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Knowledge Space Theory - A well-elaborated theory that may help to achieve these goals is Knowledge Space Theory by Doignon & Falmagne (1985, 1999) and its extensions - KST provides a set-theoretic framework to organize and model the knowledge / competencies in a given domain of knowledge by utilizing Surmise Relations, which establish Knowledge Spaces - KST in its initial form is only a behavoristic approach focusing on problems (e.g., test tasks), which can be mastered or not - From mastering a certain problem, KST allows to assume the mastering of other problems and from failing in a certain problem, KST allows to assume a failing in other problems

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Knowledge Space Theory - Example: Five problems from the domain “basic algebra”: - a: addition - b: subtraction - c: multiplication - d: division - e: simple linear equations Q = {a, b, c, d, e}

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Knowledge Space Theory - Example: Prerequisite Relation for the domain Q = {a, b, c, d, e}

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Knowledge Space Theory - Example: We can establish a Knowledge Space, which does not contain all of the 2 5 possible Knowledge States but only 8

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Knowledge Space Theory - Advantages: - Reduction of the number of possible Knowledge States and definition of meaningful learning paths - Mathematical properties: - reflexive - transitive - anti-symmetric

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Competence-Performance Approach - KST is purely behavioristic focusing on observable performance - CPA (Korrosy, 1997, 1999) is an extension of KST, which distinguishes latent competencies and observable performance - We have a set E of abstract competencies that are relevant for a domain - The Competence State is the collection of a person’s competencies - As in KST, Prerequisite Relations are described on the set of competencies establishing a competence structure C, which contains all possible competence states

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Competence-Performance Approach - Example: Four competencies from the domain “basic algebra”: - A: addition - B: subtraction - C: multiplication - D: division E = {A, B, C, D}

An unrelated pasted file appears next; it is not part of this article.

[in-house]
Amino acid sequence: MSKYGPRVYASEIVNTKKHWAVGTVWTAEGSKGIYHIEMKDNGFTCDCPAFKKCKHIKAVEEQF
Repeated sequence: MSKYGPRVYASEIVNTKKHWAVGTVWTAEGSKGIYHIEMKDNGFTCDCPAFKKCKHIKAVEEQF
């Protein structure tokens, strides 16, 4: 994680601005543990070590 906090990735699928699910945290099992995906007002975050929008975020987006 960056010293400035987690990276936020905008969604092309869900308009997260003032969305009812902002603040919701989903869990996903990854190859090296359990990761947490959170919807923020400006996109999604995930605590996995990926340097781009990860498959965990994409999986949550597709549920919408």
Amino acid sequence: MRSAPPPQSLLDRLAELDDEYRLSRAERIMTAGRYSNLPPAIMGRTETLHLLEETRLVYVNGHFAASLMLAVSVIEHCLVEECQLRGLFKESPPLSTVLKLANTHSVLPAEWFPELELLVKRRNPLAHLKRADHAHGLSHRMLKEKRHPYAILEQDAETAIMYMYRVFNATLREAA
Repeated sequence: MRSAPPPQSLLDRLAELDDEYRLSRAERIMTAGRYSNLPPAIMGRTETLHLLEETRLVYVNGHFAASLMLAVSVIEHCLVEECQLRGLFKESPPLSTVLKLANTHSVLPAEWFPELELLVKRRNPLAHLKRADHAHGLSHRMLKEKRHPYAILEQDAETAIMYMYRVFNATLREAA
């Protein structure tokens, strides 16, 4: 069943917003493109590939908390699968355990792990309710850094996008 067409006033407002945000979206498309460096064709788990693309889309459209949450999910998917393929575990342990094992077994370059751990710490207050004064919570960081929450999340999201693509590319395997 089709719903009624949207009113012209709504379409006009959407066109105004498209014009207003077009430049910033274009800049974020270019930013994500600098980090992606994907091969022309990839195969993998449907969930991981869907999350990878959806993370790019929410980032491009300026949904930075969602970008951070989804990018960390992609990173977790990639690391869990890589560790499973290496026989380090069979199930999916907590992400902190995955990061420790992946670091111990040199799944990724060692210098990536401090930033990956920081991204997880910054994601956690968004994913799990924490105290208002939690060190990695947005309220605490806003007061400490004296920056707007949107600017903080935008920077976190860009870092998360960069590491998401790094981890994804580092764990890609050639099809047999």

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Competence-Performance Approach - Example: Prerequisite Relation for the competencies in the domain E = {A,B,C,D}

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Competence-Performance Approach - Example: We can establish a Competence Space, which does not contain all of the 2 4 possible Competence States but only 7

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Competence-Performance Approach - Unfortunately, we cannot observe this… Representation and Interpretation Functions enable to map test items / tasks to the competencies We can determine a person’s Competence State We can determine the required competencies to master a specific task No 1-to-1 mapping required

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Competence-Performance Approach - Example: Two tasks from the domain “basic algebra”: - a: multiplication problem - b: solving linear equations Q = {a, b} Representation Function ProblemCompetence State a{A, B, C} b{A, B, C, D}

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Competence-Performance Approach - Example: - Solved a but not b - Solved a and b - Solved not a and not b - Solved b and not a

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Advantages - Modeling a domain of knowledge on a formal basis - Referring to clearly defined and unique competencies - Mapping different assessment methods to the same set of competencies - Efficient adaptive testing - Efficient adaptive teaching - Modeling of individual learning path - Computable

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So what about errors? Careless errors Lucky Guesses - Besides the deterministic approach there are also probabilistic approaches

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Applications - Adaptive, personalized eLearning (RATH, APeLS, EASEL, iCLASS, ELeGI, ELEKTRA) - Organizational competencies / knowledge (Know-Center) - Research tool (e.g., in child development)

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Applications - Commercial eLearning platform ALEKS (www.aleks.com) Image courtesy of ALEKS Corporation Santa Ana, CA, USA

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THANK YOU